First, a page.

Since when is an extremely targeted impression not worth anything?
By dominating the paid search for your brand name you get an impression every time someone searches for your name online. Doing this solidifies in the consumer's mind that you are a competent player in the market and places your brand name in a prominent place on the page. EVERY OTHER MEDIA is bought by impressions – TV, Radio, Print, Display, email marketing, you name it – but for some reason clients tend to forget how important an impression is to their business when it comes to search. It can be argued that a search impression is worth more than any of the others listed above because it is highly targeted to consumers that are actively searching for you. The beauty of it is that if no one takes action (a click in this case) on your ad, then you don't pay anything for it. How would you like that kind of a deal on other media you purchase?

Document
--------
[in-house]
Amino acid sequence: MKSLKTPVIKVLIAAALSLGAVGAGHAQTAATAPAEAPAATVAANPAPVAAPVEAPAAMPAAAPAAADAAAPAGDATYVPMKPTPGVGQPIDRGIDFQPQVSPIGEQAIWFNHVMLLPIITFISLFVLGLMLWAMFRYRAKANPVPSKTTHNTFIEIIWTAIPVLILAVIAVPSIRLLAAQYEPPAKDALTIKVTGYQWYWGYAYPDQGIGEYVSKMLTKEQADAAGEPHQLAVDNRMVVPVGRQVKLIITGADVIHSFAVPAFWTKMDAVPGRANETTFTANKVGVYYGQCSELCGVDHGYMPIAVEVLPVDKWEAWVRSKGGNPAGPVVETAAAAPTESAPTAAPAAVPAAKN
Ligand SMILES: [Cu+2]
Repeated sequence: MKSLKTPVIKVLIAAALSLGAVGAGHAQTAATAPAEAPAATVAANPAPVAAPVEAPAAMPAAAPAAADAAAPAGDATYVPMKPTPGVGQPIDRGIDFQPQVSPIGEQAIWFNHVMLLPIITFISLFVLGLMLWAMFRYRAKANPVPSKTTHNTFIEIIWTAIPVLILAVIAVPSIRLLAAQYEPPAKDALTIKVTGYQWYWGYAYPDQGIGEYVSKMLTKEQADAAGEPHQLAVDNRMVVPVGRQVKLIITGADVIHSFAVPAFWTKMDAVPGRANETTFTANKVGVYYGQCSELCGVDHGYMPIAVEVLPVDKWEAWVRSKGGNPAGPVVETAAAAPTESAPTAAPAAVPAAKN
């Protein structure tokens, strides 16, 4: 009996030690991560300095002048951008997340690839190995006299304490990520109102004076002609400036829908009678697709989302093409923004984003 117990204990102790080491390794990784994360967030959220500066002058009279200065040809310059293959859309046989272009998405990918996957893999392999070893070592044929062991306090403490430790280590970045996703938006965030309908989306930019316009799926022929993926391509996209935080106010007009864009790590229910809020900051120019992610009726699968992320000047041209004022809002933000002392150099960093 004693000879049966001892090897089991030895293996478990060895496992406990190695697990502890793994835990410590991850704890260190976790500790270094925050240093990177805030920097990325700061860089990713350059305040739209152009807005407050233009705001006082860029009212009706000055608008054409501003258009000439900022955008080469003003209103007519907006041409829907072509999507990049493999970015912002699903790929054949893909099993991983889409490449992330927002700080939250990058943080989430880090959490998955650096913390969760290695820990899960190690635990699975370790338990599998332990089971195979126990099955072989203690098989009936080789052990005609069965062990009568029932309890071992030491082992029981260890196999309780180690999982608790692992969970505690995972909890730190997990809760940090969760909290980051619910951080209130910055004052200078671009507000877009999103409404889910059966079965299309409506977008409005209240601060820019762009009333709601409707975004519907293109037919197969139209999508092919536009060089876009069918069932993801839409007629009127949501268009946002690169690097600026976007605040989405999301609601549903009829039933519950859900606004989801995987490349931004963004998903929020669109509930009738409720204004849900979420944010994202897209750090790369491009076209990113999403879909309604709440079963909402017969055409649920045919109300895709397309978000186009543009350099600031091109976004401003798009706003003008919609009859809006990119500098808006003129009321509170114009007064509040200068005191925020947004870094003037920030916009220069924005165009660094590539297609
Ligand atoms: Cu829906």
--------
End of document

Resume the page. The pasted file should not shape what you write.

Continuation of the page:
It certifies your authority for your own name.
You've paid for an ad which makes you look like someone who's taking this seriously, not just someone who's managed to get one domain to index well.
It gives you more real-estate on the search page.
Research has shown that customers do expect respectable companies to come-up in the top results of the Google, Bing or Yahoo!
By dominating the paid listings and having good SEO results, you solidify in the consumer's mind that your site is the most relevant place to land for their search efforts. Many times between a good SEM/SEO strategy you can own everything "above the fold," and in some instances own the entire page.
Consumers are looking at (and clicking on) the paid ads.
The charts below show that online searcher's eyes actually spend the most time viewing search engine results pages. It's not difficult to see that the paid search results are the most prominent place people are looking. Did you think it was a coincidence when the search engines moved their results from the right side of the page to the top left?